Kiki, a 9-year-old African lioness at Zoo Atlanta
Kiki, a 9-year-old African lioness, is expecting her second litter of cubs.
Confirmed through an ultrasound by the Animal Management and Veterinary Teams on Monday, the pregnancy marks the latest in an exceptional series of highly anticipated new arrivals at Zoo Atlanta.
“We’re delighted about Kiki’s pregnancy and are excited about rounding out 2013 with still more Zoo babies to watch grow, even after a truly remarkable year for high-profile births,” said Raymond B. King, President and CEO. “We’re proud to be able to offer our Members and guests a rare opportunity to see youngsters of so many different species in one place and at one time.”
Kiki and her mate, 9-year-old Kamau, have produced one previous litter. Born in 2008, males Christos, Mikalos and Athanaisi now reside at Africam Safari in Puebla, Mexico.
“Kiki has already shown us that she’s an attentive and protective mother. We look forward to seeing her with a new litter of cubs,” said Dwight Lawson, PhD, Deputy Director. “It’s been more than five years since we’ve had that privilege, and we know from experience that lion cubs are a joy to watch.”
Lion gestation averages three to four months, and litter size is usually one to five cubs. The cubs, which are born blind and entirely dependent on their mothers for care and protection, usually stay with their mothers for around 18 months.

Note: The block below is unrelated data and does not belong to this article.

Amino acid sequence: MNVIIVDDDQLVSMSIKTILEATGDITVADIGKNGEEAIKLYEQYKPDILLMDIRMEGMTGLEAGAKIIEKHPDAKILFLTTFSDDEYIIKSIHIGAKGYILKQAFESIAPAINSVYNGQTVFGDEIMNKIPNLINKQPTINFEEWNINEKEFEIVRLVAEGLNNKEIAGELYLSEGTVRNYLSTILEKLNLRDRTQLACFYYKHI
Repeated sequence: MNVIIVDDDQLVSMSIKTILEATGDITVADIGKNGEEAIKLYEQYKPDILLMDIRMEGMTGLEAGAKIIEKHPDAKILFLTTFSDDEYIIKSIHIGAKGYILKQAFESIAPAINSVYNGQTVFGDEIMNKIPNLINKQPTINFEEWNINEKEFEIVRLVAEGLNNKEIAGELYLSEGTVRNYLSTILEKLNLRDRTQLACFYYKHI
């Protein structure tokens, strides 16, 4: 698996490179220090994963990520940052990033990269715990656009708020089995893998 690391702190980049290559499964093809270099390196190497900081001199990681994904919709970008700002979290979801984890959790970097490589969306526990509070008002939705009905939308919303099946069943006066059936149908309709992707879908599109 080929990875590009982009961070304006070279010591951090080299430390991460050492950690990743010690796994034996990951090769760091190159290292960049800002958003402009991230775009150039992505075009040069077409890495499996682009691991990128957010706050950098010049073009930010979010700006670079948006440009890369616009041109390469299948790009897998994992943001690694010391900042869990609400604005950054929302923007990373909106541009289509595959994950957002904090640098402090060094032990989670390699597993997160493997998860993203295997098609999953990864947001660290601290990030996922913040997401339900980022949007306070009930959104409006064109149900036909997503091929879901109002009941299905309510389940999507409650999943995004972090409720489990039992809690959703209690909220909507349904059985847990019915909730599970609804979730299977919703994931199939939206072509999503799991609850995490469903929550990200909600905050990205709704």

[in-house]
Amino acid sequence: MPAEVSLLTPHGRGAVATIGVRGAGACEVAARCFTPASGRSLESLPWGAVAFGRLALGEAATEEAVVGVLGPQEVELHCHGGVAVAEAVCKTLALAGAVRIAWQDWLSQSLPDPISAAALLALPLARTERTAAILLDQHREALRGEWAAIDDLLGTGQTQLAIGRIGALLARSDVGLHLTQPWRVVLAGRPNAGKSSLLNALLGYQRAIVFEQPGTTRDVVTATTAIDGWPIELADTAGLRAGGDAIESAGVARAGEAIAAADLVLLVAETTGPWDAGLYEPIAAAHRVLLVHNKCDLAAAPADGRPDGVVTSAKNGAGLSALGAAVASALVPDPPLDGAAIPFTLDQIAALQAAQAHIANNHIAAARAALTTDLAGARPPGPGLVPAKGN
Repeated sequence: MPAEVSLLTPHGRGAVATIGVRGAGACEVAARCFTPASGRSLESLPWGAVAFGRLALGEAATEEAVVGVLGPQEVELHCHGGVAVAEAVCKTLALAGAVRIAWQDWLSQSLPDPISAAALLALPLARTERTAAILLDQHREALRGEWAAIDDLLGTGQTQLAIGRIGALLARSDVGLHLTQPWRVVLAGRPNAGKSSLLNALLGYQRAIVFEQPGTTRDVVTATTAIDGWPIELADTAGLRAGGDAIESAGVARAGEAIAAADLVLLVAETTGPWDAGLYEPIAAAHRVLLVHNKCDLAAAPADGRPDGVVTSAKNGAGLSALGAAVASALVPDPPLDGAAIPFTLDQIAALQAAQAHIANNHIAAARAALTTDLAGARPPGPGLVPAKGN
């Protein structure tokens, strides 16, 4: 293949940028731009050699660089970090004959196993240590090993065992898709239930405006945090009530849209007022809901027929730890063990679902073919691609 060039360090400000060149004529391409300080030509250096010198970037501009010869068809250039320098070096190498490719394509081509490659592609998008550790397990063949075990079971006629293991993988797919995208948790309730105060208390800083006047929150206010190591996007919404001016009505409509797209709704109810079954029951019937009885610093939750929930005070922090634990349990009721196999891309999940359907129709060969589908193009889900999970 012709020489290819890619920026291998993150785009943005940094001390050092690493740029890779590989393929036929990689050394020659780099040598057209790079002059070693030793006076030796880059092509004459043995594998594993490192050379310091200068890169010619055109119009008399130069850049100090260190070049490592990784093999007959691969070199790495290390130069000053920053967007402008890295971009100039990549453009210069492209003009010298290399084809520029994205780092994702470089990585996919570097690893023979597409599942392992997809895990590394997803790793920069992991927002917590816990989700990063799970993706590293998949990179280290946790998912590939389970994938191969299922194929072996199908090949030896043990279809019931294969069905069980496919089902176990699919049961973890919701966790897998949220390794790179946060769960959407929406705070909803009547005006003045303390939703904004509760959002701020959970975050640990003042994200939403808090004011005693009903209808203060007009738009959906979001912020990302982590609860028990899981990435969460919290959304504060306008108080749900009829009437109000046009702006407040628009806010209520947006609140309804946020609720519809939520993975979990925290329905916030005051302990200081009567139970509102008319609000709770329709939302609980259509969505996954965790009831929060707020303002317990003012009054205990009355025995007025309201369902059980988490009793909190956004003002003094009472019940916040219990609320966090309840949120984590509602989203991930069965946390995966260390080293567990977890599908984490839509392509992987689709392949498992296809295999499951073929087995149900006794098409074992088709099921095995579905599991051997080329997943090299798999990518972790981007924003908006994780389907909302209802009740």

Found in most countries in sub-Saharan Africa, African lions are currently classified as vulnerable. The wild population is in decline because of threats such as habitat loss, retaliatory killing by humans because of livestock predation and population declines as a result of reductions in available prey species.
Kiki’s cubs will join a bumper crop of 2013 babies, including the first rhino calf ever born in the Zoo’s 124-year history; two infant gorillas; two infant orangutans; and Mei Lun and Mei Huan, the twin giant pandas born to Lun Lun in July 2013. All but the panda cubs, expected to make their debut later this fall, are on exhibit now with their mothers.